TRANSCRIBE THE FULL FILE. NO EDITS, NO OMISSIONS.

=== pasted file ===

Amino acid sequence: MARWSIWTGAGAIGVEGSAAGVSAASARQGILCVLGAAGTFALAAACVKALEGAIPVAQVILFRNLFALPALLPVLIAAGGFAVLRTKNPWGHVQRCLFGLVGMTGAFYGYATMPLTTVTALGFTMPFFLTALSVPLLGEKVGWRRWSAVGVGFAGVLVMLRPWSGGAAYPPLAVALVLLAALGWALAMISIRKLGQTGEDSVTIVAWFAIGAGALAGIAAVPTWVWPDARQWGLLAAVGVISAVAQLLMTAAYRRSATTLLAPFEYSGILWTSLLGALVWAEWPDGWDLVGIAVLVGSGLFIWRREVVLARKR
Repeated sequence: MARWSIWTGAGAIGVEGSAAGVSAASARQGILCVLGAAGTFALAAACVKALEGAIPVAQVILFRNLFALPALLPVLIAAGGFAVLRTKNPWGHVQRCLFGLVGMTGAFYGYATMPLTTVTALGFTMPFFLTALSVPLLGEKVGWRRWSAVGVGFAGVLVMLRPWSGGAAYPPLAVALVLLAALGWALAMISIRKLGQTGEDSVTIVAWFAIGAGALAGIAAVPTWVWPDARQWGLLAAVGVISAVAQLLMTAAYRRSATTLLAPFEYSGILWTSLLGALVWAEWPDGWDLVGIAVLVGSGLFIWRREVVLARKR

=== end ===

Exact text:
Amino acid sequence: MARWSIWTGAGAIGVEGSAAGVSAASARQGILCVLGAAGTFALAAACVKALEGAIPVAQVILFRNLFALPALLPVLIAAGGFAVLRTKNPWGHVQRCLFGLVGMTGAFYGYATMPLTTVTALGFTMPFFLTALSVPLLGEKVGWRRWSAVGVGFAGVLVMLRPWSGGAAYPPLAVALVLLAALGWALAMISIRKLGQTGEDSVTIVAWFAIGAGALAGIAAVPTWVWPDARQWGLLAAVGVISAVAQLLMTAAYRRSATTLLAPFEYSGILWTSLLGALVWAEWPDGWDLVGIAVLVGSGLFIWRREVVLARKR
Repeated sequence: MARWSIWTGAGAIGVEGSAAGVSAASARQGILCVLGAAGTFALAAACVKALEGAIPVAQVILFRNLFALPALLPVLIAAGGFAVLRTKNPWGHVQRCLFGLVGMTGAFYGYATMPLTTVTALGFTMPFFLTALSVPLLGEKVGWRRWSAVGVGFAGVLVMLRPWSGGAAYPPLAVALVLLAALGWALAMISIRKLGQTGEDSVTIVAWFAIGAGALAGIAAVPTWVWPDARQWGLLAAVGVISAVAQLLMTAAYRRSATTLLAPFEYSGILWTSLLGALVWAEWPDGWDLVGIAVLVGSGLFIWRREVVLARKR